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Smokers vs. The Dentist

The Tough Truth

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There's been a lot of good news about smoking in Australia recently. According to the Australian Bureau of Statistics the number of smokers in the country has decreased by nearly 10% over the last two decades. Back in 1994 one in four Aussie adults smoked. By 2015 that had been cut to one in seven, and the numbers are still dropping.

However, that's still plenty of people lighting up on a regular basis. Do most of those people probably want to quit? More than likely. But it's tough, we know that. Lots of folks have to try, try and try again before they finally manage to kick the habit for good, so if you're struggling, you're not alone.

The one thing we do know as dentists is that whether they are actively trying to stop smoking or not, lots of smokers avoid coming to see us. And even if they do, they are often embarrassed, because they know that the lingering 'smoker's breath' and the discolouration years of nicotine causes on the teeth isn't attractive at all. 

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There are however, even bigger oral health concerns that smokers should be aware of. Smokers are at an increased risk for all of the following:

  • A dulled sense of taste and smell, even if they don’t know it. Often, when a person stops smoking it's the first time they realise all of the wonderful taste experiences and everyday scents they've been missing!

  • Slow healing after a tooth extraction or other dental surgery. This can seriously impact the effectiveness of what can be rather helpful and sometimes even transformative oral health treatments.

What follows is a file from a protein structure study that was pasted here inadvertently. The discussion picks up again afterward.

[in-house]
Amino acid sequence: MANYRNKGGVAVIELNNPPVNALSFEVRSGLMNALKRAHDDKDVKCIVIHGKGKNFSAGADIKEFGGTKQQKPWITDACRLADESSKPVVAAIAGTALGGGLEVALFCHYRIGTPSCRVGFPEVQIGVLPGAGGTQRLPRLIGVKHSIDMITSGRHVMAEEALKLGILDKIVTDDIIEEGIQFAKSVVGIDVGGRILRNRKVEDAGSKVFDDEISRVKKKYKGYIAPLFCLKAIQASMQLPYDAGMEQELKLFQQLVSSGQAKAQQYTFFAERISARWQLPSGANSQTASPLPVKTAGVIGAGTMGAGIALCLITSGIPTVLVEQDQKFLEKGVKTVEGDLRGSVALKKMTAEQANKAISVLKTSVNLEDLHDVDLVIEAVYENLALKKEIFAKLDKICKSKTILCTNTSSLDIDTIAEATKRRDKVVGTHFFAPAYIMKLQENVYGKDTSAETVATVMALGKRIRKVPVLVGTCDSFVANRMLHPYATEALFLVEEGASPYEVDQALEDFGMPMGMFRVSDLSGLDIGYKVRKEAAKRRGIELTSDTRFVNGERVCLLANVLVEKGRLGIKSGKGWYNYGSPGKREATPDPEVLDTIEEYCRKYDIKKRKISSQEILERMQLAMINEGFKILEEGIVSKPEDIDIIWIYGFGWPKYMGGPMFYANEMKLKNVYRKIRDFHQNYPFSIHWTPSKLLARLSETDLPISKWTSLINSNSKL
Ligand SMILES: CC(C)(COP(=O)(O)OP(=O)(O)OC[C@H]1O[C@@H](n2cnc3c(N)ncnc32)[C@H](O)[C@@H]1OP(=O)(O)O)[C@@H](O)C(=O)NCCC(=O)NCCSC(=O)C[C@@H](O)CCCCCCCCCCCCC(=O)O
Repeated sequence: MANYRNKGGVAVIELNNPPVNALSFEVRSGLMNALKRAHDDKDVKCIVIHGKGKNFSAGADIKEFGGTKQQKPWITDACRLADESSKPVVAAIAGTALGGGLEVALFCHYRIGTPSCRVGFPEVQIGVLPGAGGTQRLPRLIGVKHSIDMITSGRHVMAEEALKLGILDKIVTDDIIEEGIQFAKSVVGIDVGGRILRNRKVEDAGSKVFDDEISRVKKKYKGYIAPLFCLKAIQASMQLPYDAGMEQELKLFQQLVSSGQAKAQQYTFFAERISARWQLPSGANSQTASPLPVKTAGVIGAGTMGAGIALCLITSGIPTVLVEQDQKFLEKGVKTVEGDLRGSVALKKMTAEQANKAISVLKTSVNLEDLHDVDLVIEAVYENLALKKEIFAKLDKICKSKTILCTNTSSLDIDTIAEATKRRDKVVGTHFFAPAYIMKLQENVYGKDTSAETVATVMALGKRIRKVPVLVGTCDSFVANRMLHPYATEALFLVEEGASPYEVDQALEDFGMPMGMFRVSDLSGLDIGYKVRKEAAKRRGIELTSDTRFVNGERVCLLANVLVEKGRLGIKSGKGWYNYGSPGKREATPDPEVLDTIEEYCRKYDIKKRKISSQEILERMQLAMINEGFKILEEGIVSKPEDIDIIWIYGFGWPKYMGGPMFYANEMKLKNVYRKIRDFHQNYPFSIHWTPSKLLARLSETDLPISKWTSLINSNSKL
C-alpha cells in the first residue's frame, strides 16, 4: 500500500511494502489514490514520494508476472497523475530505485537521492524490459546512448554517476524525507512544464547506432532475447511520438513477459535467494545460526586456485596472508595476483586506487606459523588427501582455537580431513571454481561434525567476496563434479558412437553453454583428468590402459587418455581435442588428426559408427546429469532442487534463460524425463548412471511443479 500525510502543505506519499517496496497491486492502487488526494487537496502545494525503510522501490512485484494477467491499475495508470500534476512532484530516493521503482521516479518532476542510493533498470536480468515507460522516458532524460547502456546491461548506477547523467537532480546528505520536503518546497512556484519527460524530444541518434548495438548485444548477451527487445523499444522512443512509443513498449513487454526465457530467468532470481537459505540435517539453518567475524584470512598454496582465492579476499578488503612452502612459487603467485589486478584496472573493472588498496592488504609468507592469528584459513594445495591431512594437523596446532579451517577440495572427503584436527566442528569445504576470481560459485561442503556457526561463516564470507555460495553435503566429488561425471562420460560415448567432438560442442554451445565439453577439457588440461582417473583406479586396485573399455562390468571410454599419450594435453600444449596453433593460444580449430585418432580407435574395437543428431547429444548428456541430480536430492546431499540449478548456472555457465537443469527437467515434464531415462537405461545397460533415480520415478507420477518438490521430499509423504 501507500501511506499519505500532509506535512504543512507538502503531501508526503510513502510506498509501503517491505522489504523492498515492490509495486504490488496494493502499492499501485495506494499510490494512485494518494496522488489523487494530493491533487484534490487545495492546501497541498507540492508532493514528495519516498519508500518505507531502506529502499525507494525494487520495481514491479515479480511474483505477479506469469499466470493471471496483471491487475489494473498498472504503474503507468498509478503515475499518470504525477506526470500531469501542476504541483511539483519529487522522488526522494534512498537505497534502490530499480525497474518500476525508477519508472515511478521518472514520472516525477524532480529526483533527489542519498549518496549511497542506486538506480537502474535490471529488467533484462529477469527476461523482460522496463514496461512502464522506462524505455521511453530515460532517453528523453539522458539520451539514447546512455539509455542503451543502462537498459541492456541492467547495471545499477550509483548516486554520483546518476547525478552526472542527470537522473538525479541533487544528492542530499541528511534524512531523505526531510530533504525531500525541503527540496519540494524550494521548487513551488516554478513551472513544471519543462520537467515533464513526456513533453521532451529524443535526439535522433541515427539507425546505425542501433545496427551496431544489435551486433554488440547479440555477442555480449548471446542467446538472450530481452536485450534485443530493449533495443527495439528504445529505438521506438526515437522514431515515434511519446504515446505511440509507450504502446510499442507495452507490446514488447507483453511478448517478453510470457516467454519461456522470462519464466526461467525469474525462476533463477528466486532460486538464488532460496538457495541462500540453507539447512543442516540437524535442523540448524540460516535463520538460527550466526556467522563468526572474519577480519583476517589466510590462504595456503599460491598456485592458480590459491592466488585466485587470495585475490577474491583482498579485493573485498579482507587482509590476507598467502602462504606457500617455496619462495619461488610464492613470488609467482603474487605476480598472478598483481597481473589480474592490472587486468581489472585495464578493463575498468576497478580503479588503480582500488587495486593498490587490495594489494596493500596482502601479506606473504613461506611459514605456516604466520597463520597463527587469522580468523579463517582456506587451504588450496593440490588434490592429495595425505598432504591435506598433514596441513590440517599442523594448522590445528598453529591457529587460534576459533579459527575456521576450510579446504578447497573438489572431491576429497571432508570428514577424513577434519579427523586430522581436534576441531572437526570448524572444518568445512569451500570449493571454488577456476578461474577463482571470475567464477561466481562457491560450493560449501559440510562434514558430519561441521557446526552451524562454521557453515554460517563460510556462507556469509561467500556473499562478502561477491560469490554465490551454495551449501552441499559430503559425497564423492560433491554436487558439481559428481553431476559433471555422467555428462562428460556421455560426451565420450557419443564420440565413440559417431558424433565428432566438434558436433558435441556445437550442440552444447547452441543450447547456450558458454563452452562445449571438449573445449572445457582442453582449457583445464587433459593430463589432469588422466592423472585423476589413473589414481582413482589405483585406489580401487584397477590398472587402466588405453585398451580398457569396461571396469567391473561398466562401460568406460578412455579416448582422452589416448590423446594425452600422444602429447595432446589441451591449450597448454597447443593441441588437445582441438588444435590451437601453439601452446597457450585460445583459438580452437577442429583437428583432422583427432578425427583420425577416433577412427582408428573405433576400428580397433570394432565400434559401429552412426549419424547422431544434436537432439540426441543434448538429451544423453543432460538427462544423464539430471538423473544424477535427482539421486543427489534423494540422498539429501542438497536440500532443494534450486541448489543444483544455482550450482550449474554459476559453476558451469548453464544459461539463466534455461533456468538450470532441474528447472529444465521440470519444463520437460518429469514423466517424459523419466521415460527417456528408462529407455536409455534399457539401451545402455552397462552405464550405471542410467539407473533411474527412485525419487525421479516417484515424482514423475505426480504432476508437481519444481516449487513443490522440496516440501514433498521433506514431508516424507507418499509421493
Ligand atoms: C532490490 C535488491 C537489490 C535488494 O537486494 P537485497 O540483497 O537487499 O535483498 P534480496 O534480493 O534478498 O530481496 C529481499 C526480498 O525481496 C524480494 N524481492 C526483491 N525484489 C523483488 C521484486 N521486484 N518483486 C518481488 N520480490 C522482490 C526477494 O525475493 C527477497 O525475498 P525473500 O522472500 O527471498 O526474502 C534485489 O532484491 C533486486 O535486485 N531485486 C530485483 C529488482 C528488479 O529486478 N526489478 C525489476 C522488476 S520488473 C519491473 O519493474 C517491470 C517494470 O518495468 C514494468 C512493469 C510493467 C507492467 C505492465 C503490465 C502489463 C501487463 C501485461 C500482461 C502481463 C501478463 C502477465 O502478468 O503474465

• Gum disease. Gum disease is nasty stuff. It does not just affect smokers of course but it does tend to be a little worse, and harder to treat effectively, if the patient being treated smokes. 

  • Oral cancer. This is obviously the biggie. Not to be overly heavy but smoking seriously increases the risk that you will develop some form of oral cancer.

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By the way, we should point out that it is not just cigarette smokers who are at an increased risk for these oral health problems. Cigar smoking and tobacco chewing can be just as bad. And the bad news for vapers is that an increasing number of dental case studies and research projects are finding that vaping can potentially be as bad for your oral health as smoking regular cigarettes.

The one thing you should not do as you try to kick your habit though? Avoid seeing the dentist on a regular basis. Dentists, although yes, we will try and encourage you to stop smoking/vaping are not overly judgmental people. We get that it's hard and what we'd like to do is to address any damage you've already suffered to your oral health as a smoker while helping you learn to minimise future problems.

If you are still smoking, try all of the following, starting today:

  • Cut down as far as you are able. Every little step counts!

  • Pay particular attention to brushing your teeth at least twice a day

  • Try making use of a smoker's toothpaste (but make sure it's one that contains fluoride too)

  • Keep trying to quit. It really is better for your oral health, your overall health and even all the people around you.

Emergency Dentist Sydney Says:

Smoking is not good for your health, including your oral health. But it should not be a reason to skip dental treatment. Sticking to your regular checkup schedule - and seeking help right away if you experience tooth pain - can help minimize the damage smoking does to your teeth and gums.

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